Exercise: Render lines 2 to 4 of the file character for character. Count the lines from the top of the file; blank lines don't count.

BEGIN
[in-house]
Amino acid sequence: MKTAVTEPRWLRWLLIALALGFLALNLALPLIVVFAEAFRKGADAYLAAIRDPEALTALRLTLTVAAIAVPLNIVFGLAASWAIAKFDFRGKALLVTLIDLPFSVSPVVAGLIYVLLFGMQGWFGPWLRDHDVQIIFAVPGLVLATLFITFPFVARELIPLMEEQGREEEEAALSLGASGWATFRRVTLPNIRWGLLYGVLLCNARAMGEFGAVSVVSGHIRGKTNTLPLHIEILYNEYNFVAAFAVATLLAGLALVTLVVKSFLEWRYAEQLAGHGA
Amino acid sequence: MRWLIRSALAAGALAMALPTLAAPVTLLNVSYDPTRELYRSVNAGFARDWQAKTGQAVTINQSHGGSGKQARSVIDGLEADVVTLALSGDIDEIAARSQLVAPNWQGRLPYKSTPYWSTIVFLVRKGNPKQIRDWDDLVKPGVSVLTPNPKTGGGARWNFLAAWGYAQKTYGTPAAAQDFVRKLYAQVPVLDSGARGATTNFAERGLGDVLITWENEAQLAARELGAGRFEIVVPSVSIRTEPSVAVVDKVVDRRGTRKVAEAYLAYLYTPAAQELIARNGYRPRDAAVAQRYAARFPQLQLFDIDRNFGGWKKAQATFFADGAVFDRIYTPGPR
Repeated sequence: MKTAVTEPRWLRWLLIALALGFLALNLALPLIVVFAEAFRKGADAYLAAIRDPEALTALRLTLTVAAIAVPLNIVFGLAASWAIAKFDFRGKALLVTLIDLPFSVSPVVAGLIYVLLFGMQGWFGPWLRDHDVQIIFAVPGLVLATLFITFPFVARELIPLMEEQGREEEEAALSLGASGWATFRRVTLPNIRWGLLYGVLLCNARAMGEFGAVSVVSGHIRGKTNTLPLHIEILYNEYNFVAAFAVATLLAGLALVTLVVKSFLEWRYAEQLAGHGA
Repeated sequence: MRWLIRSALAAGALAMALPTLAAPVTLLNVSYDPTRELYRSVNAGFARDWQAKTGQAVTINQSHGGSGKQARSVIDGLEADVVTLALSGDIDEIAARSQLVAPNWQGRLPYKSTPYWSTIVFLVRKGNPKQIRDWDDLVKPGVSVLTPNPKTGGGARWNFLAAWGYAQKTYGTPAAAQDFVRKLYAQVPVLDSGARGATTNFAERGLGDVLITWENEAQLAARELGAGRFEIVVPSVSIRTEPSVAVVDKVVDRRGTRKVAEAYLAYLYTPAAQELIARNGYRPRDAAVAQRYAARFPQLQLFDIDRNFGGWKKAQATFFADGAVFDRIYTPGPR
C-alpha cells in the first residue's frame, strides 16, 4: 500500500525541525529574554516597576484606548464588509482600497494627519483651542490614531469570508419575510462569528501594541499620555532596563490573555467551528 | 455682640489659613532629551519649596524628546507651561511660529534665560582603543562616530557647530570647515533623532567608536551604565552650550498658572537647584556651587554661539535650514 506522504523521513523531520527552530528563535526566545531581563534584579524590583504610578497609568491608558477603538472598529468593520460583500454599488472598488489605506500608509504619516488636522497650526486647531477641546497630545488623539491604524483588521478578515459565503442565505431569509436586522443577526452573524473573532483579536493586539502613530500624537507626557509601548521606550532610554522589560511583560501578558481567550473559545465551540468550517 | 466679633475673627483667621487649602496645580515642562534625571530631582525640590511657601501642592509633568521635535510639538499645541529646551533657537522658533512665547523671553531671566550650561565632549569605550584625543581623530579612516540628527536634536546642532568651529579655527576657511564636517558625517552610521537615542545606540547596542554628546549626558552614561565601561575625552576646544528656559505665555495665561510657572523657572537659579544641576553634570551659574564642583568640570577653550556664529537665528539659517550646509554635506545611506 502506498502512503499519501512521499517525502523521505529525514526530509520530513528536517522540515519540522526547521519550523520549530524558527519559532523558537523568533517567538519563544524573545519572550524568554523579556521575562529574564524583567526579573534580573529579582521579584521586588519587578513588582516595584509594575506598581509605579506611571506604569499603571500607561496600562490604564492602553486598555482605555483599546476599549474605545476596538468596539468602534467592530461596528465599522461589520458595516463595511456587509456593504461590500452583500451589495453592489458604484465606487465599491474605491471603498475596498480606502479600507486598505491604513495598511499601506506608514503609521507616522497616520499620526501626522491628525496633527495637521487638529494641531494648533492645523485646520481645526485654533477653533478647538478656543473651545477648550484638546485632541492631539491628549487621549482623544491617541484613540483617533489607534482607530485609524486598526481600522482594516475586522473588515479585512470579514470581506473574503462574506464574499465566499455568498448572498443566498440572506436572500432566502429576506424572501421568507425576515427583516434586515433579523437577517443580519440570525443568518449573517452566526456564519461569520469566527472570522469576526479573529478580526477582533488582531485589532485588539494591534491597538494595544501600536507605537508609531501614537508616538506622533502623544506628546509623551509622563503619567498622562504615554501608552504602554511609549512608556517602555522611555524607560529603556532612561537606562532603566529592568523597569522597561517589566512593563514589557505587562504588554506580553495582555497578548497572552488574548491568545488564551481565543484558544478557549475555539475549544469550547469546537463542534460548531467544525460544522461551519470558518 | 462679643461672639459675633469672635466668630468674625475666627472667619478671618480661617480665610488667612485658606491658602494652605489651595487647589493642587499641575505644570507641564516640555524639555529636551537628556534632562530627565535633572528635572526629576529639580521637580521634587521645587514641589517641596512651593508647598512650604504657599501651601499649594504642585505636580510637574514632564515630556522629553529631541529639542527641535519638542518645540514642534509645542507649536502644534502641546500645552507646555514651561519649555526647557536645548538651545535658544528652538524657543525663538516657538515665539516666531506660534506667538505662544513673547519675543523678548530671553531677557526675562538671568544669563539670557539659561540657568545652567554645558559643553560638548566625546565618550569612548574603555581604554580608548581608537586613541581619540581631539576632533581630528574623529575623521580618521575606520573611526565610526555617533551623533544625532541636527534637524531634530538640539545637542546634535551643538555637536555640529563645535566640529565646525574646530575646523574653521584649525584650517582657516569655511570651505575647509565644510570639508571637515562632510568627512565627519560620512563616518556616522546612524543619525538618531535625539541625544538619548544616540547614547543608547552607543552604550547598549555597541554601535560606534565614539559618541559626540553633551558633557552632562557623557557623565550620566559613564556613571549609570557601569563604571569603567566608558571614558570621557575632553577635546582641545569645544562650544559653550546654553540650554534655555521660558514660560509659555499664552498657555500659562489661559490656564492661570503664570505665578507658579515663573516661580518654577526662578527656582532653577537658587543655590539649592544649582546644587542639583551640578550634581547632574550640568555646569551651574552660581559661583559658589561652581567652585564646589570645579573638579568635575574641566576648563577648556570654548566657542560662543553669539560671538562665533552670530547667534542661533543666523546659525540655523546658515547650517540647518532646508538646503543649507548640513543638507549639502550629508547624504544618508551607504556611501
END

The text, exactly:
Amino acid sequence: MKTAVTEPRWLRWLLIALALGFLALNLALPLIVVFAEAFRKGADAYLAAIRDPEALTALRLTLTVAAIAVPLNIVFGLAASWAIAKFDFRGKALLVTLIDLPFSVSPVVAGLIYVLLFGMQGWFGPWLRDHDVQIIFAVPGLVLATLFITFPFVARELIPLMEEQGREEEEAALSLGASGWATFRRVTLPNIRWGLLYGVLLCNARAMGEFGAVSVVSGHIRGKTNTLPLHIEILYNEYNFVAAFAVATLLAGLALVTLVVKSFLEWRYAEQLAGHGA
Amino acid sequence: MRWLIRSALAAGALAMALPTLAAPVTLLNVSYDPTRELYRSVNAGFARDWQAKTGQAVTINQSHGGSGKQARSVIDGLEADVVTLALSGDIDEIAARSQLVAPNWQGRLPYKSTPYWSTIVFLVRKGNPKQIRDWDDLVKPGVSVLTPNPKTGGGARWNFLAAWGYAQKTYGTPAAAQDFVRKLYAQVPVLDSGARGATTNFAERGLGDVLITWENEAQLAARELGAGRFEIVVPSVSIRTEPSVAVVDKVVDRRGTRKVAEAYLAYLYTPAAQELIARNGYRPRDAAVAQRYAARFPQLQLFDIDRNFGGWKKAQATFFADGAVFDRIYTPGPR
Repeated sequence: MKTAVTEPRWLRWLLIALALGFLALNLALPLIVVFAEAFRKGADAYLAAIRDPEALTALRLTLTVAAIAVPLNIVFGLAASWAIAKFDFRGKALLVTLIDLPFSVSPVVAGLIYVLLFGMQGWFGPWLRDHDVQIIFAVPGLVLATLFITFPFVARELIPLMEEQGREEEEAALSLGASGWATFRRVTLPNIRWGLLYGVLLCNARAMGEFGAVSVVSGHIRGKTNTLPLHIEILYNEYNFVAAFAVATLLAGLALVTLVVKSFLEWRYAEQLAGHGA